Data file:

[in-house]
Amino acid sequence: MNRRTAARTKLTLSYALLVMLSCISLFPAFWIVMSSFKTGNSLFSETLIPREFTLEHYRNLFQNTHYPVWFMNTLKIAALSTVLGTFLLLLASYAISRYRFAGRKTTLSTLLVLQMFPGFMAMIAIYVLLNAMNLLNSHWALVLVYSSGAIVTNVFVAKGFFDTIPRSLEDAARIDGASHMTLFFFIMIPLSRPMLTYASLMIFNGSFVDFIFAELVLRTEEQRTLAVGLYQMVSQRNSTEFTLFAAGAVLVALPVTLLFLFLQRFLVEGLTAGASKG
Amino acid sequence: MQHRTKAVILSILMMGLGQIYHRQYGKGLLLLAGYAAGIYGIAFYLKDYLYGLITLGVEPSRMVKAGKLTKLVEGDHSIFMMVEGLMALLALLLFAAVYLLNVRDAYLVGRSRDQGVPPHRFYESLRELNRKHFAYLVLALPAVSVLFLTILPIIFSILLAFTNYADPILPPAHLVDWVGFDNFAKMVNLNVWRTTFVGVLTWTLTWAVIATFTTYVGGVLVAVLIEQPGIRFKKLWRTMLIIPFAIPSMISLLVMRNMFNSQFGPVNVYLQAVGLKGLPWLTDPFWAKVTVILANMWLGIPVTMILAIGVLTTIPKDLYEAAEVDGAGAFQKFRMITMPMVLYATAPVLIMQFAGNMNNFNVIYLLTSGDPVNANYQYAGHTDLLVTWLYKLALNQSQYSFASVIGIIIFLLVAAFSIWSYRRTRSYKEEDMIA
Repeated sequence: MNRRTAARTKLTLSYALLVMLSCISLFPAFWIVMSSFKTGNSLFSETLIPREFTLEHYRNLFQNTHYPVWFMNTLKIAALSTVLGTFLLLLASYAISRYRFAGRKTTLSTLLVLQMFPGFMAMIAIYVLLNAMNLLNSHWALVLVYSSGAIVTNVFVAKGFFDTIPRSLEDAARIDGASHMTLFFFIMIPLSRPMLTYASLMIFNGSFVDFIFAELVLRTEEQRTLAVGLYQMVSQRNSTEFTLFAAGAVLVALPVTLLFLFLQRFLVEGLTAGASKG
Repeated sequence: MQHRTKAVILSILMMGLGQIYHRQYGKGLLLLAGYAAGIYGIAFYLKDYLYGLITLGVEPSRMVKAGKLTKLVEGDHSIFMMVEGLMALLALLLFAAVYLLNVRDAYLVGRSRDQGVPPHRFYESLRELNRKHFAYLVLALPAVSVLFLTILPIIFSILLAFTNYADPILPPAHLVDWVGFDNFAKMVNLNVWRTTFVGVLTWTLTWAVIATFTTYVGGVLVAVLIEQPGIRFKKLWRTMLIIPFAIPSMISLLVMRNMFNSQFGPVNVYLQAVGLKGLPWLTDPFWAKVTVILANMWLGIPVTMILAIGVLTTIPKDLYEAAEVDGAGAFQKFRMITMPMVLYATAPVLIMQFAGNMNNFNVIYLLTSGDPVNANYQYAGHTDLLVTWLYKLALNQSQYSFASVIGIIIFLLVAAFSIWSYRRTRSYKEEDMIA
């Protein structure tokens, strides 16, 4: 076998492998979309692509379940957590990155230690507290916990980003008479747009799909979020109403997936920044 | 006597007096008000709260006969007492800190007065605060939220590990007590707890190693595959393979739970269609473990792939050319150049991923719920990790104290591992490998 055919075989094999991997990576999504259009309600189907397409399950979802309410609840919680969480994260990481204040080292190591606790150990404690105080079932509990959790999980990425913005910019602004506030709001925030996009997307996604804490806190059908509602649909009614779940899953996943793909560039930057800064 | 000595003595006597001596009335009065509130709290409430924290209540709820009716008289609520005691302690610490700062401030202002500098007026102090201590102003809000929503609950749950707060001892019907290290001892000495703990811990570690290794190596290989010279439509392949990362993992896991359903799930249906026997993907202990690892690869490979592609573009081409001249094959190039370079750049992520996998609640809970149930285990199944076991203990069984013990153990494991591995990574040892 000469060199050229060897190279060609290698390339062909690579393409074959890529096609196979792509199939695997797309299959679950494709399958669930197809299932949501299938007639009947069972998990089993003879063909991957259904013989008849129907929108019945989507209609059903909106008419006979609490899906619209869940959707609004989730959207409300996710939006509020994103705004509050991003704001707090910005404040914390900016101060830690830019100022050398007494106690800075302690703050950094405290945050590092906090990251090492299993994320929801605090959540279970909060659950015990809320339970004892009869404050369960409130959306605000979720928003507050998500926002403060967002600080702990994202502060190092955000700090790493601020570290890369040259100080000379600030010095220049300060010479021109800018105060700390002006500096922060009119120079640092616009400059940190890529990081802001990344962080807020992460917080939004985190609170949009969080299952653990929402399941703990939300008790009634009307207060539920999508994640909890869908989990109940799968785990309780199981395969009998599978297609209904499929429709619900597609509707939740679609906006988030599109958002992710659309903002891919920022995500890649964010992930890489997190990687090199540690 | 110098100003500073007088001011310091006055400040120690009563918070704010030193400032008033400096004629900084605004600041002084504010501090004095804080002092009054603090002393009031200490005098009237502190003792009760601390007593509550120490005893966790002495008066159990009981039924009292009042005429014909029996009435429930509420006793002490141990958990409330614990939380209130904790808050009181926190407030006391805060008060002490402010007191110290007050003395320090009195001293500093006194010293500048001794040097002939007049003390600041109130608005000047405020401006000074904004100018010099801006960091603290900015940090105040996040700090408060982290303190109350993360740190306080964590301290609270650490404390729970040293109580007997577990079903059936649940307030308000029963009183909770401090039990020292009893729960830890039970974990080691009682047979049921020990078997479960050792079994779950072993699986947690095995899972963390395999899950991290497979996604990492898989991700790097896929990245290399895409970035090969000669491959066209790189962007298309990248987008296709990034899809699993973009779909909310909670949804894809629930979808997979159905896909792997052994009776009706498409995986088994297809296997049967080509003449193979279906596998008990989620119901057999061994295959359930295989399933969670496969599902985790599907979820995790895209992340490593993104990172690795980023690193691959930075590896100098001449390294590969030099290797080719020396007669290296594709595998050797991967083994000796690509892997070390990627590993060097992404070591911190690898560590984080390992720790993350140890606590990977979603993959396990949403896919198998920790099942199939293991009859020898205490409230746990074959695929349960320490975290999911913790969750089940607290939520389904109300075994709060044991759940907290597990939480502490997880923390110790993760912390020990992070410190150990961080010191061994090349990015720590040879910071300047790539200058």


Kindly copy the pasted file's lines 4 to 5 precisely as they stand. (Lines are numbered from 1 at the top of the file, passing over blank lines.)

Repeated sequence: MNRRTAARTKLTLSYALLVMLSCISLFPAFWIVMSSFKTGNSLFSETLIPREFTLEHYRNLFQNTHYPVWFMNTLKIAALSTVLGTFLLLLASYAISRYRFAGRKTTLSTLLVLQMFPGFMAMIAIYVLLNAMNLLNSHWALVLVYSSGAIVTNVFVAKGFFDTIPRSLEDAARIDGASHMTLFFFIMIPLSRPMLTYASLMIFNGSFVDFIFAELVLRTEEQRTLAVGLYQMVSQRNSTEFTLFAAGAVLVALPVTLLFLFLQRFLVEGLTAGASKG
Repeated sequence: MQHRTKAVILSILMMGLGQIYHRQYGKGLLLLAGYAAGIYGIAFYLKDYLYGLITLGVEPSRMVKAGKLTKLVEGDHSIFMMVEGLMALLALLLFAAVYLLNVRDAYLVGRSRDQGVPPHRFYESLRELNRKHFAYLVLALPAVSVLFLTILPIIFSILLAFTNYADPILPPAHLVDWVGFDNFAKMVNLNVWRTTFVGVLTWTLTWAVIATFTTYVGGVLVAVLIEQPGIRFKKLWRTMLIIPFAIPSMISLLVMRNMFNSQFGPVNVYLQAVGLKGLPWLTDPFWAKVTVILANMWLGIPVTMILAIGVLTTIPKDLYEAAEVDGAGAFQKFRMITMPMVLYATAPVLIMQFAGNMNNFNVIYLLTSGDPVNANYQYAGHTDLLVTWLYKLALNQSQYSFASVIGIIIFLLVAAFSIWSYRRTRSYKEEDMIA